It's only Treadwell on a treadmill. He isn't jogging particularly fast, but he is jogging. The Laquon Treadwell in the video is 25 pounds lighter than the 230 he weighed last season, when Ole Miss was poised to enter the College Football Playoff—until the moment Treadwell got caught from behind. "That was a long way to go," says Treadwell of the time between those first rehab steps and where he is today. "But it was a start." Now a junior receiver, he chose the clip as the first image of his new Instagram story because he wanted the world to see him moving again. Moving on his injured left leg and moving past that fateful night at Vaught-Hemingway Stadium.
The scenario last Nov. 1 was something Treadwell might have dreamed up playing in the yard or on the street in Crete, Ill., a quaint suburb south of Chicago. Four days earlier the playoff selection committee had released its inaugural ranking: Auburn was No. 3; Ole Miss was No. 4. The Rebels had seemingly come out of nowhere, beating Alabama, ranked No. 1 at the time, and rising to national prominence in a way they hadn't since the Archie Manning era. They had suffered their first loss the weekend before, a 10–7 defeat at LSU, but they could still crash the four-team playoff field by winning out.
Auburn's visit to Oxford was essentially an elimination game, and all the attendant desperation and excitement was reflected on the scoreboard. With 2:06 left in the third quarter the Tigers took their first lead since the opening minutes. Thirty-four seconds into the fourth, Ole Miss got the lead back. On Auburn's next possession tailback Cameron Artis-Payne scored on a six-yard run and the seesaw tilted again: Auburn 35, Ole Miss 31. With 1:39 remaining, the Rebels faced third-and-three from the Tigers' 20. Quarterback Bo Wallace tossed a bubble screen to the 6'2" Treadwell.
He blasted through tackle attempts by defensive lineman Montravius Adams and safety Robenson Therezie. Didn't even feel them. But as Treadwell crossed the 10-yard line, he glimpsed linebacker Kris Frost closing from his right. Treadwell feared being dragged down from behind, which caused him to hesitate for a split second instead of accelerating toward the end zone. "That's what killed the whole play," Treadwell says.
September 14, 2015
Frost grabbed Treadwell around the waist at the four and began hauling him down from behind. Planting his left foot at the one, Treadwell lunged for the goal line, but Frost tightened his grip and pulled. Treadwell's body tumbled backward over his left foot, which began sliding only after his fibula snapped and his ankle dislocated. "I felt the awkward movement," Treadwell says. "I knew I had to let the ball go to actually save myself."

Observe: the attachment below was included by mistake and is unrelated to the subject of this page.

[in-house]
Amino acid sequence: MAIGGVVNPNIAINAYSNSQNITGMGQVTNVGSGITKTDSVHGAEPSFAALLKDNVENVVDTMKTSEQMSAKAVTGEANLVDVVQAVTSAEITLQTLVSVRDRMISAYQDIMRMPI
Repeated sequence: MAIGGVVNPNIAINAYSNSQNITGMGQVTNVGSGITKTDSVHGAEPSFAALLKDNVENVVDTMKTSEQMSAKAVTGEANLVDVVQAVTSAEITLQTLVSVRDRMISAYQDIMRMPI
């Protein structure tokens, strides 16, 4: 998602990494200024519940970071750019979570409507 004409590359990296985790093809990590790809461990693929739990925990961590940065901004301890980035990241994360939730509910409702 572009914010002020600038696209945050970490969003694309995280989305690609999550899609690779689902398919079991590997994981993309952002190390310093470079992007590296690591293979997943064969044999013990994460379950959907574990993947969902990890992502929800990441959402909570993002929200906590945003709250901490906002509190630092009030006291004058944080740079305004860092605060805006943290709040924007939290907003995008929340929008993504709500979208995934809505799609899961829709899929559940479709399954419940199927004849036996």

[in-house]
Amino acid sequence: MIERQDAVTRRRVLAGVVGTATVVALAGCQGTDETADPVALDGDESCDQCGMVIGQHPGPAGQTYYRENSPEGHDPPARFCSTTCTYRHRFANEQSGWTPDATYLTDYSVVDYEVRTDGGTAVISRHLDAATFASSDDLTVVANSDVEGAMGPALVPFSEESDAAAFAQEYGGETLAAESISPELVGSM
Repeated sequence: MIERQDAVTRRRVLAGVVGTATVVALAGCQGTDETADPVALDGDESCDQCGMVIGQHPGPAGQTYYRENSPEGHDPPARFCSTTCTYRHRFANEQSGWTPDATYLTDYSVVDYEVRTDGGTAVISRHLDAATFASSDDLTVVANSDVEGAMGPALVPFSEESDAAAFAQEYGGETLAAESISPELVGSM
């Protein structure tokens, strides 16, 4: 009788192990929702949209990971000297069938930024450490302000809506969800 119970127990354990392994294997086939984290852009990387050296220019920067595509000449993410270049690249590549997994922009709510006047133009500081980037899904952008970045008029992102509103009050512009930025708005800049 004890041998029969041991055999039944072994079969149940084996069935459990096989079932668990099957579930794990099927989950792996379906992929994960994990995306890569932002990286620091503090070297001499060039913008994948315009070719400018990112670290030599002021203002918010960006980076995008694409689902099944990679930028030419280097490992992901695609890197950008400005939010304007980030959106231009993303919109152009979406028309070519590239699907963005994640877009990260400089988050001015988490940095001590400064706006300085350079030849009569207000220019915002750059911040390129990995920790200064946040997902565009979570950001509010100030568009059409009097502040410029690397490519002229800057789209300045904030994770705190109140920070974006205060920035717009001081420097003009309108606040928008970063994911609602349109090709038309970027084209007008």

The ball and the Rebels' playoff hopes bounced off Frost's leg and landed in the end zone, where Auburn linebacker Cassanova McKinzy recovered. "I knew it was a wrap. I just lay there. I couldn't even believe it," Treadwell says. "Thinking you're going to the playoffs, making the game-winning touchdown. Everything I ever wanted. The thing that hurt me the most was I knew I had to wait a whole year or two or whatever to get back on the field."
Treadwell's season had ended with 48 catches for 632 yards and five touchdowns. He went off the field on a stretcher and spent the game's final seconds in the training room beneath the stadium. He told family and friends he was fine. He was not. When the final whistle blew and Ole Miss had lost, he cried. Then an ambulance took him to the hospital, where a doctor placed a mask over his face. "This will help you breathe," Treadwell recalls the doctor saying. When Treadwell woke, he had a cast on his surgically repaired leg and months of rehab ahead.
Working the brake and the gas pedal with his left foot was weird and "not safe at all," but Ole Miss linebacker Denzel Nkemdiche knew he had to do it anyway. A week before Treadwell's gruesome moment against Auburn, Nkemdiche broke his right ankle at LSU. It had led to a lonely week for Nkemdiche, watching his teammates prepare for the Tigers. He didn't want Treadwell to feel the same sense of isolation, so as soon as Treadwell could receive visitors, Nkemdiche drove to the hospital.